On Tuesday 11th June me and fellow Activate Media colleague Adrian Austin ventured to Google Campus to attend an interesting presentation on “The Five Laws of Brand Design” by Jim Prior, CEO of WPP group branding agency The Partners. It was not only a chance to hear what one of the creative industry's greats had to say about branding (a subject close to our heart), but also a chance to observe the branding challenges faced by UK businesses.
5 Laws of Branding Design
Here's a round-up of 5 Laws of Branding Design, according to Jim Prior of The Partners. That's not to say that there are only 5 things to consider for successful branding design, it's more a case of not getting carried away and just selecting the main main ones. Here they are:
- Find your idea
- Defy convention
- Make a difference
- Keep the faith
- Have fun
I'm all up for audience participation, and the Q&A gave a real insight into some of the branding challenges and concerns faced by UK businesses. I've selected below some questions asked by the audience, with accompanying answers which added to the value of Jim's presentation.
Is there a difference between community and brand?
It depends on the brand size and type. For bigger brands like Nike, the brand is normally separate from the community. Nike might have an active and engaged community who they listen to, but they very much control their own branding. Conversely, there is less of a separation between community and brand for smaller or more socially led companies. One socially led brand is Great Little Place in London, which started life as a Facebook community of people sharing recommendations of the most charming spots in London and quickly developed into a fully fledged business for it's creators. Even with a new website (which was crowdfunded) and sister communities around the world, for Great Little Place, the community and brand is interchangeable.
Are straplines still needed?
No because straplines are often meaningless. So many companies stuff create their straplines with little thought, stuffing them with words which have, over time, become cliched. Don't get distracted with the strapline and focus on communicating your brand message more clearly.
Doesn't branding consistency limit creativity?
Branding consistency doesn't need to be boring. All it means is that the idea, the message, and the experiences connected with your business should be consistent. It by no means mean that your brand cannot develop and change – so long as it consistently changes. Fairy Liquid (top UK washing detergent brand) has been consistently spreading the message of being kinder to hands and being more economical for over 50 years now, even though their adverting and approach has developed with the times. Even their recent run of TV ads, coining the term “Fairyeconomy” promotes their same message to a modern audience.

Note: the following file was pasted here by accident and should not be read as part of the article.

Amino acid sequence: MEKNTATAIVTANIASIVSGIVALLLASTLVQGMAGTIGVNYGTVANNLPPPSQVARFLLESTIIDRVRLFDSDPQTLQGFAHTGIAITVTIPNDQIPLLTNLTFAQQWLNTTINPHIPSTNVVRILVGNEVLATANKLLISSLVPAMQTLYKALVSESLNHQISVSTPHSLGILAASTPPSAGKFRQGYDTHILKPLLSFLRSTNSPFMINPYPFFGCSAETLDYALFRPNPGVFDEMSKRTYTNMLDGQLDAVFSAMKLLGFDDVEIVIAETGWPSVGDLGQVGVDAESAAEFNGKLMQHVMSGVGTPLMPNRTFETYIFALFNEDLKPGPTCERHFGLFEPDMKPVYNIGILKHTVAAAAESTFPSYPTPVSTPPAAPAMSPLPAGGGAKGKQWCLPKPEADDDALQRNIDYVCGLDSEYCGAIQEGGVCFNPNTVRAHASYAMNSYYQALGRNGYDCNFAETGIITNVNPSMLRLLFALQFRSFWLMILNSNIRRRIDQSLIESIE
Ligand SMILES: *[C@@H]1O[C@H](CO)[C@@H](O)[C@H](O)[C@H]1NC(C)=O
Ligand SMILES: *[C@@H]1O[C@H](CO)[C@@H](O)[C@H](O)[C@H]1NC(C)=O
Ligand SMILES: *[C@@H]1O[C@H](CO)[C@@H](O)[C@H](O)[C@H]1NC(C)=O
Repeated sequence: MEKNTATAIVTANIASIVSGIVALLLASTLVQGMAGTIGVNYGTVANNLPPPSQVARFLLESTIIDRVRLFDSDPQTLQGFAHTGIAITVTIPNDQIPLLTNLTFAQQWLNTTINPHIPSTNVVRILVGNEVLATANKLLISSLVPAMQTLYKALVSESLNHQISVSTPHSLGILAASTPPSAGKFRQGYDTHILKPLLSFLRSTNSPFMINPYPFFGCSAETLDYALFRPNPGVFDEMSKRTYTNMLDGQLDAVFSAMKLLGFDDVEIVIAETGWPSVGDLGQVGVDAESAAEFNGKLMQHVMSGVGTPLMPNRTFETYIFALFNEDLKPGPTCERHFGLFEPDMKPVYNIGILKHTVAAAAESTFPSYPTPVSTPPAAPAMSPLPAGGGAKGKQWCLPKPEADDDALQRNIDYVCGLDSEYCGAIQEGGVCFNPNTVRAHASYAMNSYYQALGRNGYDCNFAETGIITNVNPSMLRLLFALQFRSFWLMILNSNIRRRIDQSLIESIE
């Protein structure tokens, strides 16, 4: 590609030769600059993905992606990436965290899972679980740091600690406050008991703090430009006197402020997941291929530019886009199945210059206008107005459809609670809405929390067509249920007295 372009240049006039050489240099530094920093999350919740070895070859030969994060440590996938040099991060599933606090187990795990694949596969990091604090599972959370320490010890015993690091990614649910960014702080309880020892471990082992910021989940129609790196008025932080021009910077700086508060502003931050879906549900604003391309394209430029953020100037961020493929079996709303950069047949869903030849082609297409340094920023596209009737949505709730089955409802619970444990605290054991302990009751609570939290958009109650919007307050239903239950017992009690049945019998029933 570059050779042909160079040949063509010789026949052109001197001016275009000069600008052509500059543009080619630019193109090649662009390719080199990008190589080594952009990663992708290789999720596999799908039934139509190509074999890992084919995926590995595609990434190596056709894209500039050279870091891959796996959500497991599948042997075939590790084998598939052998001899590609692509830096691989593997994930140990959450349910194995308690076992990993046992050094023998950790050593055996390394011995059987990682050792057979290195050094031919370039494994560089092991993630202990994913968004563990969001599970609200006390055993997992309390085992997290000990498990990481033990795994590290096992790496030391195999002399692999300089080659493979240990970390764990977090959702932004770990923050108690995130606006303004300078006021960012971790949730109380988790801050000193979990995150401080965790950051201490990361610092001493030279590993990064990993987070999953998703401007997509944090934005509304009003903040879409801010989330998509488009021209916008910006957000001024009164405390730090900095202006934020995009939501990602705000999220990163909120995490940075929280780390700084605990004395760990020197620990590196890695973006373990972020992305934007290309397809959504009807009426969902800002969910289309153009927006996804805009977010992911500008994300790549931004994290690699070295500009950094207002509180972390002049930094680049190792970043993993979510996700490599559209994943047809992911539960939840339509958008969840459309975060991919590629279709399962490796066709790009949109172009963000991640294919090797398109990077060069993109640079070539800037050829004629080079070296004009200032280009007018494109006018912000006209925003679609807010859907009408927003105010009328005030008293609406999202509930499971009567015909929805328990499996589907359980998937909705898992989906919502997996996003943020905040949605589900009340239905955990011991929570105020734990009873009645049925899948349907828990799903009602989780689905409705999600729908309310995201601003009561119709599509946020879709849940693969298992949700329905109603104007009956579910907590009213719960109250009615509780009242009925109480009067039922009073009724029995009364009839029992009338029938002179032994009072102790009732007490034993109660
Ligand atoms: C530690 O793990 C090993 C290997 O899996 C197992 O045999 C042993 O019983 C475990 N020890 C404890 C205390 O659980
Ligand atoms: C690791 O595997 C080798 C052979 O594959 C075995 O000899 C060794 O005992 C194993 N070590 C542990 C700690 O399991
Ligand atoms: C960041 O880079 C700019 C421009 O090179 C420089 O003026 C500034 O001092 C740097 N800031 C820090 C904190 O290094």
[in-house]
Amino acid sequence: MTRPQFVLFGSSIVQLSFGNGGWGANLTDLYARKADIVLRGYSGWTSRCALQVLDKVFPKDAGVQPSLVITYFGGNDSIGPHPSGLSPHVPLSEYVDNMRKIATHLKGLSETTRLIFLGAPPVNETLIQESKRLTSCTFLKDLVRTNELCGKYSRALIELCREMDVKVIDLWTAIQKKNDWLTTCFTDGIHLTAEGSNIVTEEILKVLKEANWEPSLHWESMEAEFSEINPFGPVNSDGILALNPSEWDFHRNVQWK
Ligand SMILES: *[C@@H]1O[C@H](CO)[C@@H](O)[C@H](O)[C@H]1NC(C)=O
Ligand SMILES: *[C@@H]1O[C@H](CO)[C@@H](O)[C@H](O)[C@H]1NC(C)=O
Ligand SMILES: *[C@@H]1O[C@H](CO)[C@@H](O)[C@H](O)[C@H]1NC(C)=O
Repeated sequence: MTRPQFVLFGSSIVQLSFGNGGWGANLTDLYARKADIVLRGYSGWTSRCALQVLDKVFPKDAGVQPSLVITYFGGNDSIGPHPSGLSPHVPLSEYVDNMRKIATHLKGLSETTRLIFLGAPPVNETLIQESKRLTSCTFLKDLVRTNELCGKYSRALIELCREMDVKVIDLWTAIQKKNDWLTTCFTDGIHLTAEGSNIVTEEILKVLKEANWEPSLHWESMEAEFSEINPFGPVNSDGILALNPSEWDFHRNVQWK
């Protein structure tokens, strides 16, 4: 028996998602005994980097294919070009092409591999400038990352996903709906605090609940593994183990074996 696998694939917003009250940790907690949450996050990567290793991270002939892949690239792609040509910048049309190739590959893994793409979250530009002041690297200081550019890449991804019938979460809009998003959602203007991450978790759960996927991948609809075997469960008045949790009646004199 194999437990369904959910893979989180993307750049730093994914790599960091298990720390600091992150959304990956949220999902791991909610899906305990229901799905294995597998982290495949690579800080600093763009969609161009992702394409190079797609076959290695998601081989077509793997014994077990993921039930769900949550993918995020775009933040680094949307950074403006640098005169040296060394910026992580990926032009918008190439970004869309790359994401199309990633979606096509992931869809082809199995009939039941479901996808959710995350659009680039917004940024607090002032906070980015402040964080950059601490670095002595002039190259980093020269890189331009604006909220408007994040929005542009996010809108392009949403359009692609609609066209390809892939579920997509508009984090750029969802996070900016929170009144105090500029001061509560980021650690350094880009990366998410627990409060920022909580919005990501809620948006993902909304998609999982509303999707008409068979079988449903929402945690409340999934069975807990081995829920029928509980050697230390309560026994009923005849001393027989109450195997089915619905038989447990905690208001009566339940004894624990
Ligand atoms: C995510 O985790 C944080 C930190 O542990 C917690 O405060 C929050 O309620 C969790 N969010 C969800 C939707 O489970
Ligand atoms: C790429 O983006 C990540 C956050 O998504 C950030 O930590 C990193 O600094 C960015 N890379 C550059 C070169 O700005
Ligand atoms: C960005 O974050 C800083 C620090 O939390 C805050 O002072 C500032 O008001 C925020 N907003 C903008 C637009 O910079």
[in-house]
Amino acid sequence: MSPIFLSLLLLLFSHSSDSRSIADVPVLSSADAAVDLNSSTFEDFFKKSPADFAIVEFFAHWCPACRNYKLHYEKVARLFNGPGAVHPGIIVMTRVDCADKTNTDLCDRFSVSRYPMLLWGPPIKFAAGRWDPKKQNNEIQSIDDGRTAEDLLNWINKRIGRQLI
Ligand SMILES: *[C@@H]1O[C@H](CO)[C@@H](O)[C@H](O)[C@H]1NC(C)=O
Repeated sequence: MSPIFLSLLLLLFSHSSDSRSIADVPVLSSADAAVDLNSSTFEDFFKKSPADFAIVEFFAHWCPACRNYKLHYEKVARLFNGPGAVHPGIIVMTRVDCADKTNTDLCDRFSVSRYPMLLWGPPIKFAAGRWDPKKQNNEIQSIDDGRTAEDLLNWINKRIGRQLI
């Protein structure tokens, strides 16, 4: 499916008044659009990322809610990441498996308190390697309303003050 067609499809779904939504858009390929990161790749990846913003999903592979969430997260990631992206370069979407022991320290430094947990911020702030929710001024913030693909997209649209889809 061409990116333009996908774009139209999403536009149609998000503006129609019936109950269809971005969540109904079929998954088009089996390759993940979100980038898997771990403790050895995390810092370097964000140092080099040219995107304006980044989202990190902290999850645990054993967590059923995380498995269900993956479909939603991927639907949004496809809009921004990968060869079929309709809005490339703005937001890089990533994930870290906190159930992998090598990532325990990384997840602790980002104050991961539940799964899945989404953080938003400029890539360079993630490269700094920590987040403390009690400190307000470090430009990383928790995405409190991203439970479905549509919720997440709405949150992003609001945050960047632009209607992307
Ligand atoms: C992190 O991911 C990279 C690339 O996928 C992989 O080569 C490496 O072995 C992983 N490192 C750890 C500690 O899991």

How long should I give before evaluating branding success?
Brands need time to develop, nurture, and evaluate. If you have a good business model, you should give at least 3-5 years before evaluating your branding efforts. If, however you are unsure of your business model effectiveness, then it will equally be hard to measure if a failing brand is because of your business model or because of your branding. It could also be a failure with the quality of how your branding was executed. This highlights the importance of establishing your branding idea, and going through the branding process early on.
How can my business manage it's branding when it works with multiple agencies?
When your business works with more than one agency at a time (perhaps for PR, web development, branding, etc) and it comes to managing your branding, it could be a case of too many cooks spoil the broth. In a multi-agency environment like this, it's often a challenge to get the different agencies to work together, and getting this wrong can harm your business in various ways, with branding inconsistency being just one of the consequences.
One way to manage potential conflicts of interest in a multi-agency environment is to give one person the responsibility of managing the various agencies. Ideally this person would be somebody within your team who is an advocate of branding, e.g. the CEO, or Marketing Officer. Otherwise, it could be an external project manager, or one of the agencies you already work with. I think that in multi-agency environments with digital projects, digital agencies should lead the team because they're the ones who will know how best to apply the project to digital.
How can my business brand itself effectively across multiple-channels?
7 years ago businesses didn't consider iPads or iPhones in their branding because they simply didn't exist, and now they're mainstream and businesses can no longer afford to ignore multi channel branding.
With the opportunities that multi-channel branding brings, such as bringing your brand to life (beware, this link is not for the faint hearted!) with interactive and fun elements, comes the challenges of how to adapt your branding to different screen sizes and maintain consistency across multiple channels. Make sure you design for the device.
How about you, what questions do you have about branding?
At Activate Media we help our clients to plan, design and create for digital and we can help you too – just contact us for a free 2 hour digital review.